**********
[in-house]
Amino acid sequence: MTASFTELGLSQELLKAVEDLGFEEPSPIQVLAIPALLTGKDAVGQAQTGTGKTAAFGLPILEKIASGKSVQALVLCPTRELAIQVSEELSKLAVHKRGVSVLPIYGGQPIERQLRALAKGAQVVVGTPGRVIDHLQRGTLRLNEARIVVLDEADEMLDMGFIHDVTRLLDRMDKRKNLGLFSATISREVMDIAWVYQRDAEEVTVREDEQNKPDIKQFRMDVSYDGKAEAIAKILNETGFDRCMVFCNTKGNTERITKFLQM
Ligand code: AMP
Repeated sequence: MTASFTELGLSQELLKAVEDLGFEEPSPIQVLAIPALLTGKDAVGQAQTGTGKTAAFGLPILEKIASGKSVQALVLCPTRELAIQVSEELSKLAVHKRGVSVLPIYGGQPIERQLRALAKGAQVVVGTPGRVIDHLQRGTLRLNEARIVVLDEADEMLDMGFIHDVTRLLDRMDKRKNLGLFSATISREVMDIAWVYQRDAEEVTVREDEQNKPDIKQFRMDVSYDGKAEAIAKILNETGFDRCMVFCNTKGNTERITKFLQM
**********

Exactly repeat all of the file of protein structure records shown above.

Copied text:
[in-house]
Amino acid sequence: MTASFTELGLSQELLKAVEDLGFEEPSPIQVLAIPALLTGKDAVGQAQTGTGKTAAFGLPILEKIASGKSVQALVLCPTRELAIQVSEELSKLAVHKRGVSVLPIYGGQPIERQLRALAKGAQVVVGTPGRVIDHLQRGTLRLNEARIVVLDEADEMLDMGFIHDVTRLLDRMDKRKNLGLFSATISREVMDIAWVYQRDAEEVTVREDEQNKPDIKQFRMDVSYDGKAEAIAKILNETGFDRCMVFCNTKGNTERITKFLQM
Ligand code: AMP
Repeated sequence: MTASFTELGLSQELLKAVEDLGFEEPSPIQVLAIPALLTGKDAVGQAQTGTGKTAAFGLPILEKIASGKSVQALVLCPTRELAIQVSEELSKLAVHKRGVSVLPIYGGQPIERQLRALAKGAQVVVGTPGRVIDHLQRGTLRLNEARIVVLDEADEMLDMGFIHDVTRLLDRMDKRKNLGLFSATISREVMDIAWVYQRDAEEVTVREDEQNKPDIKQFRMDVSYDGKAEAIAKILNETGFDRCMVFCNTKGNTERITKFLQM